Information Regulator delay leaves citizens unprotected
A further delay in the appointment of SA's Information Regulator is extending the time in which South Africans are being denied protection of their personal information and rights to privacy, according to experts.
MPs will only be able to re-vote on the appointments of the Information Regulator positions when Parliament reopens after the 3 August local government elections. This after the National Assembly last week could not approve the appointment of an Information Regulator chairperson because not enough MPs were in attendance to get a proper majority.
"It's just a few more months that South African citizens are denied the full protection of the law in respect of their rights to privacy," according to ICT analyst Adrian Schofield.
John Giles from Michalsons Attorneys says it is frustrating for everyone, but especially data subjects, because it means it will take longer for them to be protected from harm.
"Many people in SA (often the poor) are having their money and identity stolen because their personal information is not being protected (sometimes by government). They are the ones who are suffering because of the delays in Parliament."
Parliament is required to appoint an Information Regulator to enforce the Protection of Personal Information (POPI) Act.
The POPI Act was signed into law by president Jacob Zuma in November 2013, and promotes transparency with regard to what information is collected and how it is to be processed. The law also makes South African companies globally competitive in terms of international data exchange laws. However, over two years later it is yet to be signed into law.
"POPI cannot commence without the regulator being in place," says Giles.
The justice and correctional services committee has recommended former Independent Electoral Commission (IEC) chairperson, Pansy Tlakula, to the position of chair of the Information Regulator.
However, the vote on her appointment received only 198 votes in favour, while 59 MPs voted against her appointment. Deputy speaker Lechesa Tsenoli explained that at least another three votes were needed for her appointment to succeed.
Tsenoli said under the POPI Act, persons nominated for appointment to serve on the Information Regulator must be approved by the majority of the assembly. Because there are 400 assembly members, at least 201 votes in favour were needed for approval.
"Presumably, the three parliamentarians who were not in the National Assembly to vote for the nominees had good reasons for their absence," says Giles.
The justice and correctional services committee also recommended Johannes Weapond and Lebogang Stroom serve full-time on the Information Regulator board, and Sizwe Snail and Tana Pistorius on a part-time basis.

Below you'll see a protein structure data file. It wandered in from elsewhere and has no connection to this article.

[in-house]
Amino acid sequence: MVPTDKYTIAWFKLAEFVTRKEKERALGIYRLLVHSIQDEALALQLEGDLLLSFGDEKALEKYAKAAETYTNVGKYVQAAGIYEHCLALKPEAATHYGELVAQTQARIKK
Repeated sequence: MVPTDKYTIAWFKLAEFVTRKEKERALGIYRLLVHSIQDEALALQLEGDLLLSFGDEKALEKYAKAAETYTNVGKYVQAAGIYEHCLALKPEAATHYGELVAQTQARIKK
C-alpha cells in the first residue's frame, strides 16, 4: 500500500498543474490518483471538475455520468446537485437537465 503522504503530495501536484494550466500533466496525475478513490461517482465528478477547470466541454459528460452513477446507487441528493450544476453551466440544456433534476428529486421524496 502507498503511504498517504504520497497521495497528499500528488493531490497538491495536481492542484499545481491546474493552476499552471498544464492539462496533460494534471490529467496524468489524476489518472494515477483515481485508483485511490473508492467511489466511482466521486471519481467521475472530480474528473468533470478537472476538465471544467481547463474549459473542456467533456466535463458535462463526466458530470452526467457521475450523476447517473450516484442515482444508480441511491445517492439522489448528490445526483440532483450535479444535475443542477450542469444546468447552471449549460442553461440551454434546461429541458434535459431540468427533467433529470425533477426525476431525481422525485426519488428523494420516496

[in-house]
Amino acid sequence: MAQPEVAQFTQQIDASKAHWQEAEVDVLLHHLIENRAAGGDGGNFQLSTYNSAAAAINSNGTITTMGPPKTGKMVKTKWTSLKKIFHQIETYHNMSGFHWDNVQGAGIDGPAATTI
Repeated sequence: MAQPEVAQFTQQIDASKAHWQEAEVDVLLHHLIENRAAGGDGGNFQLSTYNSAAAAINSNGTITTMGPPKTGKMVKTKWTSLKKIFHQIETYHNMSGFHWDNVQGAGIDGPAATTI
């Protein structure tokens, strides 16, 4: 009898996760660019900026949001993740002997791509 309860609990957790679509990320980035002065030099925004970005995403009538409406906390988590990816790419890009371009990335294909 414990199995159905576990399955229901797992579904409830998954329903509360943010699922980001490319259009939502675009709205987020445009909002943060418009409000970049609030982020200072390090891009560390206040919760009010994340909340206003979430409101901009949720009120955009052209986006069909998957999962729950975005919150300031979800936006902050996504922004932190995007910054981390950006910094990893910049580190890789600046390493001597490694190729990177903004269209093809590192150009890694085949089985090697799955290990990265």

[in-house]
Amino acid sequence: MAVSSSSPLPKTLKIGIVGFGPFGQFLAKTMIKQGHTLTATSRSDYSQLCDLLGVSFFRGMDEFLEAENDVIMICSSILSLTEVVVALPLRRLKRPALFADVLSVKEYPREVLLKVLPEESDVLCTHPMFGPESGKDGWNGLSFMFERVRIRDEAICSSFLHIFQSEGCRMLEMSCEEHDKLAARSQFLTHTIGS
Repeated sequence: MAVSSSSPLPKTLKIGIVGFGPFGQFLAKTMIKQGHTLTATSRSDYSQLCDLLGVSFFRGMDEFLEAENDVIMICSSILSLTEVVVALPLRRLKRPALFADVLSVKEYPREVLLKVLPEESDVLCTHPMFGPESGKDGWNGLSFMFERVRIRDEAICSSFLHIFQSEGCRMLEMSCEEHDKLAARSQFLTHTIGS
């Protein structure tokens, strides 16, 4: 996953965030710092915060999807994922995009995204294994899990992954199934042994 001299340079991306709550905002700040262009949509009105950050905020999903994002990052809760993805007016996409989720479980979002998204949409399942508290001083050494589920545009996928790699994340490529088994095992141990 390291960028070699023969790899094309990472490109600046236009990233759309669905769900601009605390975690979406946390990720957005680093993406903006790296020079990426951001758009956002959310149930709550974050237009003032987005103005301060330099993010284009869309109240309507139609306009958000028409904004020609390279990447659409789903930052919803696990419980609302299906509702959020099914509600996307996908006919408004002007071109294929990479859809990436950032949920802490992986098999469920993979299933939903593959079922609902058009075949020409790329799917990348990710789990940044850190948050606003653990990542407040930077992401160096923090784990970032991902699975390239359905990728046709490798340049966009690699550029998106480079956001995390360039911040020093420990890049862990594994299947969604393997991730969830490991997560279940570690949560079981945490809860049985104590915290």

Schofield says it's hard to quantify how serious another delay is "since we will never know how many people will be disadvantaged by the additional delay".
"One can deduce that the government does not see the rights of citizens as deserving of any urgency - there is no justifiable reason for the extended delay in making the appointment."
The regulator's role
"A strong regulator is a critical ingredient for the success of POPI," says Giles.
"The role is obviously important as the regulator will ensure the effectiveness of the POPI legislation and the fairness of its application," adds Schofield.
He says POPI requires a regulator to perform certain essential functions.
"Public and private enterprises are required to have an information officer registered with the Information Regulator - currently, nobody needs to comply since there is nowhere for them to register. Data subjects with complaints need to complain to the Information Regulator, so they are currently unable to do so."
Schofield says that with all government appointments, the person appointed as Information Regulator needs to be "objective, independent and someone who understands the issues of personal privacy, data management and information security, both from a practical standpoint and a legal perspective".
Giles says they also need to be willing to work with other data protection regulators or authorities around the world; and have the practical skills required to set up and run the regulator on a limited budget.
"But probably most importantly, they will need political skills to deal with some tricky situations. The regulator must make sure government (like home affairs) protects the personal information of the people and hold government responsible (by fining them or claiming damages from them) when they don't. This will not make them popular with government and they'll need to be brave," adds Giles.
Some have been hesitant about Tlakula's nomination because of the circumstances in which she left the IEC. When she resigned in 2014, there were allegations of compromised integrity with regards to the procurement of the lease for the IEC's head office in Centurion.
She spent over a year trying to clear her name after public protector, Thuli Madonsela, found she had broken procurement regulations in securing the lease for Riverside Office Park, and had a conflict of interest as a result of an undisclosed business relationship. A National Treasury probe also found the process was neither fair, transparent, nor cost-effective.
She consistently denied any involvement in corruption and said she did not benefit personally or financially from the transaction.
"We think she will be good in the role. Many people focus on her exit from the IEC, but her other achievements and track record are impressive, which make her suitable for the role," according to Giles.
Schofield also says he has no objection to her taking the role.